Fairfood and CNV Internationaal’s latest report examines the riches that vanilla production delivers, and the abject poverty many vanilla farmers experience. Fairfood and CNV Internationaal’s report `Bittersweet Vanilla. The unsavoury story of vanilla farmers in Madagascar’s Sava Region’ thoroughly investigates these issues in the vanilla market, and identifies a host of interventions that will improve the situation of farmers in Madagascar.
Vanilla is one of the most expensive and widely exported spices in the world, yet the large majority of the 80,000 smallholder vanilla farmers do not see this reflected in their income and are often even unable to provide food for themselves and their families. Indeed, more than 75 per cent of farmers live below the poverty line of $1.90 per day.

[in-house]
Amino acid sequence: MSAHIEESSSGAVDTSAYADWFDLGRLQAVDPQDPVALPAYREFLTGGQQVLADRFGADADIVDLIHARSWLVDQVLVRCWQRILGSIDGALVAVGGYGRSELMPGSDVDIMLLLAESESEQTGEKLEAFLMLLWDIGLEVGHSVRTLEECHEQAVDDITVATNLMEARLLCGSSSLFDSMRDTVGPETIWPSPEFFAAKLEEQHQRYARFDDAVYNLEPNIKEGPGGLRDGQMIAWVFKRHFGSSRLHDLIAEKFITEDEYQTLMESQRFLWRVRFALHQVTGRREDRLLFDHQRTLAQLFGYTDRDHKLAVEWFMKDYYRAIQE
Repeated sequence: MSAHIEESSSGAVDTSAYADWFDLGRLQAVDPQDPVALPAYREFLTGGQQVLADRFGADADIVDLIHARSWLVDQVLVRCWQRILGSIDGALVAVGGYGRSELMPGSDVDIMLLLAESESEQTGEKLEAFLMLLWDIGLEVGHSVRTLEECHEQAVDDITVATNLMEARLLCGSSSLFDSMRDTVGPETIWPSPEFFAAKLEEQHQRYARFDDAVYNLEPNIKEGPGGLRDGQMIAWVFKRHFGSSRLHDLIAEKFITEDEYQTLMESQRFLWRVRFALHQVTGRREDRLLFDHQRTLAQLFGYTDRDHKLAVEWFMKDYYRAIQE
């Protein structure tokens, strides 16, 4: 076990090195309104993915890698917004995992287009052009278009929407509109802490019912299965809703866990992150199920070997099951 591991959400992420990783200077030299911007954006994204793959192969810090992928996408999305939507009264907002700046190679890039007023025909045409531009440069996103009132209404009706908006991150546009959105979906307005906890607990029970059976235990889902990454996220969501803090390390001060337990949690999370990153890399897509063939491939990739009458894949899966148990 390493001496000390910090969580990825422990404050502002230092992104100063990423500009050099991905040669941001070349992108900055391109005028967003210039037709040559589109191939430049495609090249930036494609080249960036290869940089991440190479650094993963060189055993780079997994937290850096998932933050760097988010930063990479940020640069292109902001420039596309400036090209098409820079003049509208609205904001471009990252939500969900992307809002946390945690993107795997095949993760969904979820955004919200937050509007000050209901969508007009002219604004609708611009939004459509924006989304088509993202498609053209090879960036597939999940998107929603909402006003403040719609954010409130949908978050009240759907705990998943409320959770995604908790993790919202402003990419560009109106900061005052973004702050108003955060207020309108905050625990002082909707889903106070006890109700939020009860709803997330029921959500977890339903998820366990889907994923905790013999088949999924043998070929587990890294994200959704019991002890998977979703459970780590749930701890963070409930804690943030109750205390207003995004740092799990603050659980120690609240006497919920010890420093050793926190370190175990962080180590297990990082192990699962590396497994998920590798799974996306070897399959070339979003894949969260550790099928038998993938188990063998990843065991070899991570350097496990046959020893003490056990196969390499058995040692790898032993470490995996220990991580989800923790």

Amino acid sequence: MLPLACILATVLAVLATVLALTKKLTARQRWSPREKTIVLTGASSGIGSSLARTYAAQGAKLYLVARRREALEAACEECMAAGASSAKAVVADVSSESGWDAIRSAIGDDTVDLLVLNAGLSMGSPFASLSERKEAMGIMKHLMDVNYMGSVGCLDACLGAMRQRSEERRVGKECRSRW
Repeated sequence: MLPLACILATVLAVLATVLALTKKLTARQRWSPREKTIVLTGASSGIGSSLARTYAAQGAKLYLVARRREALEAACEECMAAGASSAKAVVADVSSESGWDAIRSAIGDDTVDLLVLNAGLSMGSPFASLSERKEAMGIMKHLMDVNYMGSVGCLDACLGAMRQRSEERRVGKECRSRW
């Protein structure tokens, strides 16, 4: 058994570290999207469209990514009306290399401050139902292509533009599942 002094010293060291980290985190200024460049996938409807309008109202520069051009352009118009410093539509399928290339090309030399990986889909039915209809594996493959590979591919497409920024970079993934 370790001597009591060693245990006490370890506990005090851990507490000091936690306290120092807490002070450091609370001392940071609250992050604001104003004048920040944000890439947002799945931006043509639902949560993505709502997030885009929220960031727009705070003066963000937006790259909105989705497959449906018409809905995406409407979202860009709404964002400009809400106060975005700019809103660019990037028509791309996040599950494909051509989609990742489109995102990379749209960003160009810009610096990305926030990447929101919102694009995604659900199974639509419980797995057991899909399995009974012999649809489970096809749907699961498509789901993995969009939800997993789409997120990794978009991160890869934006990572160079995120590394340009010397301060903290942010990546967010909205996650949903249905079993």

However, there are a number of concrete changes that can be made to ensure vanilla farmers have the possibility of a brighter future, and some companies are taking initial steps to remedy some of the problems. Fairfood and CNV Internationaal have devised a list of solutions to address these problems including measures to tackle vanilla theft, such as checkpoints, the tattooing of vanilla pods and the establishment of defence groups, as well as capacity training to help vanilla farmers organise and gain vital knowledge on topics such as modern agricultural techniques, financial planning, entrepreneurship. Fairfood has also held constructive dialogues with major multinationals who hold significant power in the value chain. Much of the power to effect change lies with these multinational companies.
Read the report